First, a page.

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Apr 25, 2015

00:28:29 GMT--Biological Hazard - North-America - USA


EDIS Number: BH-20150423-47906-USA
Date / time: 23/04/2015 00:14:32 [UTC]
Event: Biological Hazard
Area: North-America
Country: USA
State/County: State of New Jersey
Location: Norwood
Number of Deads: N/A
Number of Injured: N/A
Number of Infected: N/A
Number of Missing: N/A
Number of Affected: N/A
Number of Evacuated: N/A
Damage level: N/A

Description:

An aggressive coyote that was shot and killed in the borough after it attacked a police car tested positive for rabies, state health officials said Wednesday. Authorities have said the same animal could have attacked a borough man on Sunday, but now could not be sure of the link. "There's no way to tie it into the attack," police Chief Jeff Krapels said Wednesday afternoon. Police, state wildlife officials and county animal control officers would continue to search for the sick coyote's mate spotted in the borough, the chief said. Officials hoped to capture and test the animal for rabies. Officers fielded a string of reported coyote sightings in the borough this week, according to Krapels, who took to Twitter and Facebook to keep residents updated on the search. Late Wednesday afternoon police were tracking an "active coyote den and coyotes" on the Norwood Public School grounds, the police department reported on Twitter. It was possible the highly contagious disease spread to other coyotes in the animal's den, Krapels added. School officials canceled outdoor sports practices and planned to hold recess inside for students this week, police said. Two coyote dens were found near school grounds on Monday. Police were "very confident" that the sick coyote shot by wildlife officers was the same animal that attacked the tires of a police car on Monday, a department statement said. The day before a police car was attacked, borough resident Stephen Sinisi was taking his dog, Raleigh, for a midnight walk when he said the coyote came out of the woods near McClellan Street and D'Ercole Court and bit him. The attack marked the second time in recent weeks that a rabid coyote bit a Bergen County resident.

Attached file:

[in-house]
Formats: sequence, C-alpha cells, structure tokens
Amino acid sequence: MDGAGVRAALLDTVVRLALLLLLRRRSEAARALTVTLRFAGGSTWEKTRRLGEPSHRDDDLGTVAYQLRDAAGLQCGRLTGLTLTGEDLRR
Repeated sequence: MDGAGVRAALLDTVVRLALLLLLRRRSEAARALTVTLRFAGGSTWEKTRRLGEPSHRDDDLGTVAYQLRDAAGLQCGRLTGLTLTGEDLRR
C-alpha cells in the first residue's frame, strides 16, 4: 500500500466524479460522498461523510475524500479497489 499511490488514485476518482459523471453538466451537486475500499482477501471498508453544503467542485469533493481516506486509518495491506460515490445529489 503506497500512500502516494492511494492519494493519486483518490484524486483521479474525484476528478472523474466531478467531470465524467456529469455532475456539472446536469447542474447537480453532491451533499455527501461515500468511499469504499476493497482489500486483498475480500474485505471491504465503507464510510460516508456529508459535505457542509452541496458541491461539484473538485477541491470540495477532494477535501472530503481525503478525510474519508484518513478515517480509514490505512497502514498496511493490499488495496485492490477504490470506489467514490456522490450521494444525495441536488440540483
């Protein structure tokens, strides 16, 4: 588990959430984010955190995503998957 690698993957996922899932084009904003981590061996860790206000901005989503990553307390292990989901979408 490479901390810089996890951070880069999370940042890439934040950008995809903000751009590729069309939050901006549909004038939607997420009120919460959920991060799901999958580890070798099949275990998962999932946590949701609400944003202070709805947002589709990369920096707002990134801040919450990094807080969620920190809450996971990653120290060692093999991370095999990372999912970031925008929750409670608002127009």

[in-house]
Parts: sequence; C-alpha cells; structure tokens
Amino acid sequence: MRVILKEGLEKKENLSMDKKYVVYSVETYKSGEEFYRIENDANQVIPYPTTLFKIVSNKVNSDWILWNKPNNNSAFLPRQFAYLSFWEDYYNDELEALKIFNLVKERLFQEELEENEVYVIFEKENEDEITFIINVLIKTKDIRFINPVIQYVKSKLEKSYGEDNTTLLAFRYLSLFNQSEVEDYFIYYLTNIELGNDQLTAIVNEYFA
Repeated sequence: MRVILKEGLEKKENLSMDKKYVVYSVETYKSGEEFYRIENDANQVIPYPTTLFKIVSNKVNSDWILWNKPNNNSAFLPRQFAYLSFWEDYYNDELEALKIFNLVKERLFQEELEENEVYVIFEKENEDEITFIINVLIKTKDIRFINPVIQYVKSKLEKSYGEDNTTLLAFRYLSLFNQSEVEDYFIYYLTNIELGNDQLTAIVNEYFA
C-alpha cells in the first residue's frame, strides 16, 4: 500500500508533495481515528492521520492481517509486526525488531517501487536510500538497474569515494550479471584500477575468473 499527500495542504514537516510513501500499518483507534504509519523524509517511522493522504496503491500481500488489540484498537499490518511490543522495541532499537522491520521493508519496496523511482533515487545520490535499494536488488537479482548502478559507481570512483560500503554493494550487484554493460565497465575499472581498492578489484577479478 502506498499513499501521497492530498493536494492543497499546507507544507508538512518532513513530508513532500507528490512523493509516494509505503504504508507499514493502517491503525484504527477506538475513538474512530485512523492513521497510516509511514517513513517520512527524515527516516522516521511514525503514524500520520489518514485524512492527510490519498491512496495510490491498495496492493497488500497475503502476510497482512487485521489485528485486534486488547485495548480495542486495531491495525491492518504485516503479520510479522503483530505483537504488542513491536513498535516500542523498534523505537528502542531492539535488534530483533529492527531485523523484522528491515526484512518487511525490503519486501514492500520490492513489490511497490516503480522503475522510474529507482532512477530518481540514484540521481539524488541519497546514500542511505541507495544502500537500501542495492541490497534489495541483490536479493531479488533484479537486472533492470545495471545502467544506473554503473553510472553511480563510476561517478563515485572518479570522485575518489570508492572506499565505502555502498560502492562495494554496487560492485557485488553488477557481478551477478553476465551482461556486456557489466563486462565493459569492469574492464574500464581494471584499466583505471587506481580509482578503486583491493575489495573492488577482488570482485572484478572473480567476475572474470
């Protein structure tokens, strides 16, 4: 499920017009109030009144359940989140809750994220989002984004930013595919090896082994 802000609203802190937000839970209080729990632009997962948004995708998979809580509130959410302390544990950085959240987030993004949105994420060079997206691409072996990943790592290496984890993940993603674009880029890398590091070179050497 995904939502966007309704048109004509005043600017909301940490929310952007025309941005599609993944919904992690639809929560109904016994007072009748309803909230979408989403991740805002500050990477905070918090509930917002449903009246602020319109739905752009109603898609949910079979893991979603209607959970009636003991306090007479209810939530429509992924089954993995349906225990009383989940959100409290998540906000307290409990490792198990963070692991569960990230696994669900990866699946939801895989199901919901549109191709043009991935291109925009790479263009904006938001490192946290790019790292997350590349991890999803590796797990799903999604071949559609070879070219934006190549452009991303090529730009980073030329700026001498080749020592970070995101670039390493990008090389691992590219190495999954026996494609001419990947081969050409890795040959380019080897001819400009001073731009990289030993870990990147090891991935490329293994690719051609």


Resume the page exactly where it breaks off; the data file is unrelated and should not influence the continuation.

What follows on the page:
A 77-year-old Saddle River man was attacked while working in his yard April 6. The Norwood case became the seventh reported coyote attack on a human in the state within the last 25 years, according to state statistics. State Department of Environmental Protection spokesman Larry Hajna said traps were set in areas around Norwood and wildlife officers were working with police. The highly adaptable coyote can feast on everything from trash, to bird feeders and pet food. Though New Jersey doesn't track its coyote population, Hajna said the animals are found throughout the state and the population has grown. Krapels, the police chief, said he has noticed a marked increase in coyotes locally over the last two years. Coyotes are nocturnal and known to be shy animals. However, coyotes infected with rabies can become aggressive, officials warned. "Animals infected with rabies may act very aggressive and attempt to attack people and their pets," state Public Health Veterinarian Dr. Colin T. Campbell said in a statement. "Anyone who sees a suspected rabid animal should avoid contact with the animal and call animal control or the local police immediately for assistance, once they are safe from attack." Campbell said rabies cases in humans are rare and preventative treatment is "100 percent effective if given promptly." Rabies infections occur mostly in wild animals, including raccoons, bats, skunks, groundhogs and foxes, according to the state Department of Health. The majority of domestic animal cases in New Jersey are in cats. About 65 animals have tested positive for rabies in the state this year, which includes the two coyotes in Bergen County, the health department said.


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